In the popular imagination, radioactivity conjures images of nuclear meltdowns, but radiation is emitted from many common natural substances, usually presenting a fairly minor risk. Many industry representatives like to say the radioactivity in brine is so insignificant as to be on par with what would be found in a banana or a granite countertop, so when Peter demanded his supervisor tell him what he was being exposed to, his concerns were brushed off; the liquid in his truck was no more radioactive than “any room of your home,” he was told. But Peter wasn’t so sure.
“A lot of guys are coming up with cancer, or sores and skin lesions that take months to heal,” he says. Peter experiences regular headaches and nausea, numbness in his fingertips and face, and “joint pain like fire.”
He says he wasn’t given any safety instructions on radioactivity, and while he is required to wear steel-toe boots, safety glasses, a hard hat, and clothes with a flash-resistant coating, he isn’t required to wear a respirator or a dosimeter to measure his radioactivity exposure — and the rest of the uniform hardly offers protection from brine. “It’s all over your hands, and inside your boots, and on the cuticles of your toes, and any cuts you have — you’re soaked,” he says.
So Peter started quietly taking samples of the brine he hauled, filling up old antifreeze containers or soda bottles. Eventually, he packed a shed in his backyard with more than 40 samples. He worried about further contamination but says, for him, “the damage is already done.” He wanted answers. “I cover my ass,” he says. “Ten or 15 years down the road, if I get sick, I want to be able to prove this.”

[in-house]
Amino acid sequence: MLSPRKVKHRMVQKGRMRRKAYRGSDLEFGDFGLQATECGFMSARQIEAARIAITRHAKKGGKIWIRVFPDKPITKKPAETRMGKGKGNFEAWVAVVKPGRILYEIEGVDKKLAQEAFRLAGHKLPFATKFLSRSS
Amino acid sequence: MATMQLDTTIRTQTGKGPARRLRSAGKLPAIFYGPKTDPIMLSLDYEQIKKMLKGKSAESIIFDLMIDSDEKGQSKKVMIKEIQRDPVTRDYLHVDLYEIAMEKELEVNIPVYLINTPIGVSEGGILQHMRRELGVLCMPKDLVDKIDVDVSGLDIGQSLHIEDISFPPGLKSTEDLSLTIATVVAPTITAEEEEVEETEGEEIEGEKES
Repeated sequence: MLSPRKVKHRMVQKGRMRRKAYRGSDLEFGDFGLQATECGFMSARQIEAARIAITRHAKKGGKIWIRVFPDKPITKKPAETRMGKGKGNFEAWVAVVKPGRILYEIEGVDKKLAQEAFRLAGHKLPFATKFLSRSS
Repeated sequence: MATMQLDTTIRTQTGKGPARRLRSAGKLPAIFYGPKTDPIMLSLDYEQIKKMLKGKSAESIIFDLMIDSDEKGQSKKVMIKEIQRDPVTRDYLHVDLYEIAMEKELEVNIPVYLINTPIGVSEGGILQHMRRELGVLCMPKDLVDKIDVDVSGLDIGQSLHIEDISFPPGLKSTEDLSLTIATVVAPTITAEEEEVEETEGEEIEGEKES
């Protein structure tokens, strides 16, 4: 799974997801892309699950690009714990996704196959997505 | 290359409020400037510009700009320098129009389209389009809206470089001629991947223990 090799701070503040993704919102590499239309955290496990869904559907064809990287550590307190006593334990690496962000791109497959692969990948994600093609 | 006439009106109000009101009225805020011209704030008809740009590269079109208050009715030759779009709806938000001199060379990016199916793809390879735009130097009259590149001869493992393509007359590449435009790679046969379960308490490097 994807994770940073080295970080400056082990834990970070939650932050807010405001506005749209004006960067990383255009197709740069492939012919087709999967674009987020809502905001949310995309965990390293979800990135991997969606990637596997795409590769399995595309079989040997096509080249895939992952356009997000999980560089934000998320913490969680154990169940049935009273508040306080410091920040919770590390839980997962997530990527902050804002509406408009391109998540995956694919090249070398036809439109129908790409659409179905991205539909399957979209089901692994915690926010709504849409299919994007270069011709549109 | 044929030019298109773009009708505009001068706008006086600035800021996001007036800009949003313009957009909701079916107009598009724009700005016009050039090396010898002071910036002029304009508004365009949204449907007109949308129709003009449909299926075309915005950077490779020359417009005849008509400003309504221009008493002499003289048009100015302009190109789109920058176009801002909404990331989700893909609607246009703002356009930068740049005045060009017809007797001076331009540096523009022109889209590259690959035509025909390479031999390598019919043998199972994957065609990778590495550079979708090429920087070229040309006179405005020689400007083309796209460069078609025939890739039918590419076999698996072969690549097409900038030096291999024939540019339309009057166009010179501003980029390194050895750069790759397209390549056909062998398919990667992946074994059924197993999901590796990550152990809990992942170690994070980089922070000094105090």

Through a grassroots network of Ohio activists, Peter was able to transfer 11 samples of brine to the Center for Environmental Research and Education at Duquesne University, which had them tested in a lab at the University of Pittsburgh. The results were striking.
Radium, typically the most abundant radionuclide in brine, is often measured in picocuries per liter of substance and is so dangerous it’s subject to tight restrictions even at hazardous-waste sites. The most common isotopes are radium-226 and radium-228, and the Nuclear Regulatory Commission requires industrial discharges to remain below 60 for each. Four of Peter’s samples registered combined radium levels above 3,500, and one was more than 8,500.
“It’s ridiculous that these drivers are not being told what’s in their trucks,” says John Stolz, Duquesne’s environmental-center director. “And this stuff is on every corner — it is in neighborhoods. Truckers don’t know they’re being exposed to radioactive waste, nor are they being provided with protective clothing.
“Breathing in this stuff and ingesting it are the worst types of exposure,” Stolz continues. “You are irradiating your tissues from the inside out.” The radioactive particles fired off by radium can be blocked by the skin, but radium readily attaches to dust, making it easy to accidentally inhale or ingest. Once inside the body, its insidious effects accumulate with each exposure. It is known as a “bone seeker” because it can be incorporated into the skeleton and cause bone cancers called sarcomas. It also decays into a series of other radioactive elements, called “daughters.” The first one for radium-226 is radon, a radioactive gas and the second-leading cause of lung cancer in the U.S. Radon has also been linked to chronic lymphocytic leukemia. “Every exposure results in an increased risk,” says Ian Fairlie, a British radiation biologist. “Think of it like these guys have been given negative lottery tickets, and somewhere down the line their number will come up and they will die.”
Peter’s samples are just a drop in the bucket. Oil fields across the country — from the Bakken in North Dakota to the Permian in Texas — have been found to produce brine that is highly radioactive. “All oil-field workers,” says Fairlie, “are radiation workers.” But they don’t necessarily know it.